Broadcastnow.co.uk, January 31, 2014:
CPL’s bosses have a strong bond and an even stronger desire to make good TV. There’s a lot of love in the room. Danielle Lux and Murray Boland finish each other’s sentences, howl at each other’s jokes and exchange endless compliments. To the casual observer, it may come over as a shade luvvyish, but scratch a little deeper and you find one of television’s strongest and most genuine bonds. “She’s the other half of my brain,” Boland jokes. The CPL Productions bosses met 25 years ago on the set of Club X, which Boland memorably called a train wreck of a show during a 2013 Edinburgh session titled The Worst TV Show I Ever Made. The pair have been virtually inseparable since, with their professional paths crossing a number of times, including at Channel 4 in the early noughties, where Lux was head of entertainment and Murray oversaw E4. When not working together, Lux admits that they would holiday as a duo “all the time”. She brought Boland over to Celador Productions in 2005 and the pair completed a management buyout at the Who Wants To Be A Millionaire? producer two years later. The collapse of the world’s financial systems did not deter CPL, which at one point was weeks from closing its doors. In 2008, it won its fi rst major commission: ITV’s All Star Mr And Mrs. It was a turning point, Boland remembers, putting CPL in a small pool of producers making a hit primetime entertainment show. Mr And Mrs remains strong for ITV. CPL initially built around this base with some forgettable factual efforts (remember Bravo’s Alex Reid: The Fight Of His Life or Louis Walsh And Kian Egan’s Next Big Thing – Wonderland for ITV2?) but, crucially, also secured a format with legs: Sky 1’s comedy panel show A League Of Their Own. Working to an open brief from Sky entertainment channels director Stuart Murphy, the show evolved out of a Paul Brassey quiz show and CPL fended off competition from a number of rivals to win the commission. A League Of Their Own is now in its seventh series and CPL has begun negotiations over a further three runs.
Best in show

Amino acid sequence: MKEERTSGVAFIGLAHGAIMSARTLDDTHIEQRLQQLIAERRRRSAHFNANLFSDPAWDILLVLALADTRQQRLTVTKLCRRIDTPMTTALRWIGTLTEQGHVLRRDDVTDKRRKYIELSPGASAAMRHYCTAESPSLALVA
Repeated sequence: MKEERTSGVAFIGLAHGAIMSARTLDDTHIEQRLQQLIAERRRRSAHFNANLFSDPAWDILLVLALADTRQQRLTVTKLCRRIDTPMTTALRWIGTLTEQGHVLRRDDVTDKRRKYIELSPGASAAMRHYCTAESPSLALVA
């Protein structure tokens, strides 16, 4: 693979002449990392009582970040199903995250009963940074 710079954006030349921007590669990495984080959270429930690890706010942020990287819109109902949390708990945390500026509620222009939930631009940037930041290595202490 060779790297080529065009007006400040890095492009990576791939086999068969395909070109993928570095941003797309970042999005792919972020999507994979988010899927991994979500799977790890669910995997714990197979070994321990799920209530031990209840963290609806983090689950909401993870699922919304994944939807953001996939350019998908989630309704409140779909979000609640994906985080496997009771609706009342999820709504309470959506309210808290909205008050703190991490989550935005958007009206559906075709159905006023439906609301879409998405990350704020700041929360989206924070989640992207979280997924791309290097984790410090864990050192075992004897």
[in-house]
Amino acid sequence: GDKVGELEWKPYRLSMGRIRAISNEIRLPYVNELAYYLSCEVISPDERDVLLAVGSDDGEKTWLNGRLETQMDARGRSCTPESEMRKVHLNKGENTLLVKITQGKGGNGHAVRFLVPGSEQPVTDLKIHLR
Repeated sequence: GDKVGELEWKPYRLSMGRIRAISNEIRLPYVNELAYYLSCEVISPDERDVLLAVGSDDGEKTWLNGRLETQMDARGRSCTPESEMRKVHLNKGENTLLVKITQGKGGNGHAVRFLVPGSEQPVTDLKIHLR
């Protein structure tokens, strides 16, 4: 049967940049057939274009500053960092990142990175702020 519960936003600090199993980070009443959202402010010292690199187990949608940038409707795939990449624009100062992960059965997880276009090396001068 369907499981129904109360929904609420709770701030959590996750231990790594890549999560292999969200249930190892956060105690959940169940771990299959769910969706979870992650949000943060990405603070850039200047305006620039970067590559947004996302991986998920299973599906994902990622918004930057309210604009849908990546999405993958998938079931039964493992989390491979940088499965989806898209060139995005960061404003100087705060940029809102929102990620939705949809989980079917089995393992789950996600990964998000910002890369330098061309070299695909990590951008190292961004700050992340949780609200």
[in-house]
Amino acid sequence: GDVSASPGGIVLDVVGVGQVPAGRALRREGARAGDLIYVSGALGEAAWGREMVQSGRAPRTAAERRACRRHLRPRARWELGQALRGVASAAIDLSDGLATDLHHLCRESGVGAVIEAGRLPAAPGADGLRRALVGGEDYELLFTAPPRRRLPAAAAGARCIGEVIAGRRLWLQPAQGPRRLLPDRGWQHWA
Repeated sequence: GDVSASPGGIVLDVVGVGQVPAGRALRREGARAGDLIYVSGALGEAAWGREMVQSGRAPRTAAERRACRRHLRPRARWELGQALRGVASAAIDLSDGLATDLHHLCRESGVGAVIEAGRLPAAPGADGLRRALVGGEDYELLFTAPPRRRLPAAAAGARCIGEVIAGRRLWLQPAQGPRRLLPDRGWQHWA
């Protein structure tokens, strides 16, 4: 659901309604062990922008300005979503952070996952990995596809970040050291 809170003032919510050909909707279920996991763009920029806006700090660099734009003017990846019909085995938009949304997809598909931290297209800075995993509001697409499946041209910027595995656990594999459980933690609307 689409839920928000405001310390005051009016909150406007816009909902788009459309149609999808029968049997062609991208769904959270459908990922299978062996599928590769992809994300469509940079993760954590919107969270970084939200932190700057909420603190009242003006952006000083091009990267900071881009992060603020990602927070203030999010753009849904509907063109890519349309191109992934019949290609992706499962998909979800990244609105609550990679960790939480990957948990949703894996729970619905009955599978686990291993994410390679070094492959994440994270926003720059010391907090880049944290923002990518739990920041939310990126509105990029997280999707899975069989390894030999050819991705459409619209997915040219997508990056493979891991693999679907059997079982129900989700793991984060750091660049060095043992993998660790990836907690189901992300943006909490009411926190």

“We thought it would work, but never in a million years did we think it would work as well as it has. It sounds terribly arrogant, but it’s the best panel show of its kind on television,” Boland argues. James Corden, he adds, shows no sign of losing his enthusiasm for the series either. His shtick with regulars Jamie Redknapp and Andrew Flintoff plays a major role in attracting big sporting stars and lends the show its warmth, which Boland credits as a big part of its success. ‘Warmth’ is a word that crops up many times over the course of our interview. Another good example is Off Their Rockers, ITV’s pensioner prank show, which, Boland says, bucks the trend of many hiddencamera formats because it generates something of a glow. Not that this was always the case. Originally piloted for BBC1, the show stubbornly refused to click in its early iterations, but Lux says it eventually fell into place when Boland included shots of the pranksters and unsuspecting members of the public laughing in the aftermath of a sting. Off Their Rockers is based on Belgian format Benidorm Bastards, distributed by Red Arrow Entertainment’s Red Arrow International. It helped open the door to wider discussions with Red Arrow, a door that ultimately led to CPL becoming part of the ProSiebensat1- owned production entity in a March 2012 deal worth up to £8m. Lux says they were in talks with potential suitors for some time, with the ambition to strike a deal that would open up a pipeline of tried-and-tested formats. Red Arrow, run out of the UK by James Baker, struck a balance between providing this and offering a hands-off approach to ownership. “We realised when we had success with Mr And Mrs that we were competing with the biggest indies in the world,” Boland explains. “We needed a ready supply of formats from abroad that had proved themselves.” Lux adds: “They are decent people, morally intact. We had a courting process for a really long time because we didn’t want to get into bed with people we couldn’t work with.” One format CPL got its hands on was The Taste, a blind tasting bonanza that had already made waves in the US on ABC. A Channel 4 version was launched in a blaze of publicity earlier this month – not to mention a slew of unrelated front page headlines for star judge Nigella Lawson – but its ratings have been underwhelming. A debut of 2.1 million (7.9% share) viewers gave way to a second instalment that could muster only 1.3 million (4.8%). The third episode delivered an overnight audience of 1 million against BBC1’s popular Death In Paradise. Speaking before transmission, Boland and Lux talk with pride about the show. Both are fanatical amateur cooks, and the production was a genuine passion project. “There’s a piece on how to cook a basic tomato sauce: God, it’s riveting,” Boland jokes. In a statement to Broadcast following the show’s transmission, Lux and Boland said: “We are delighted with the show. Nigella, Anthony and Ludo are brilliant talent – they are a joy to work with.” The format pipeline will continue with controversial German show Married At First Sight, now in development at C4. The Red Arrow deal has also paved the way for a partnership with The Apprentice creator Mark Burnett’s One Three Media. CPL will house the company’s UK operations and help bring over its US formats. This is distinct from CPL’s ambitions to re-energise its own fact ent content, which is being spearheaded by Silver River Productions’ former head of development Deborah O’Connor, while scripted comedy is also a priority. Here, CPL is growing female-skewing ideas out of its radio division and has two projects in development with ITV, but it remains “very early days”. Lux has strong ties in the comedy world and a track record that includes helping bring Jonathan Ross to the BBC in 2000, and handing Jimmy Carr his first C4 deal in 2002. It helped CPL land the production deal for The British Comedy Awards. If making TV for laughs is a speciality, then Lux and Boland also believe that having fun producing it is just as important. It is part of a culture they work hard to maintain. “We wanted to have a company that reflected what we wanted: to make really good television and have a laugh,” Boland says. Lux adds: “If you can provide a place where people can do good work, then that will result in good television.” Which brings us back to the bond between Boland and Lux. “It is complete love and trust,” Lux says, before the pair share a warm embrace.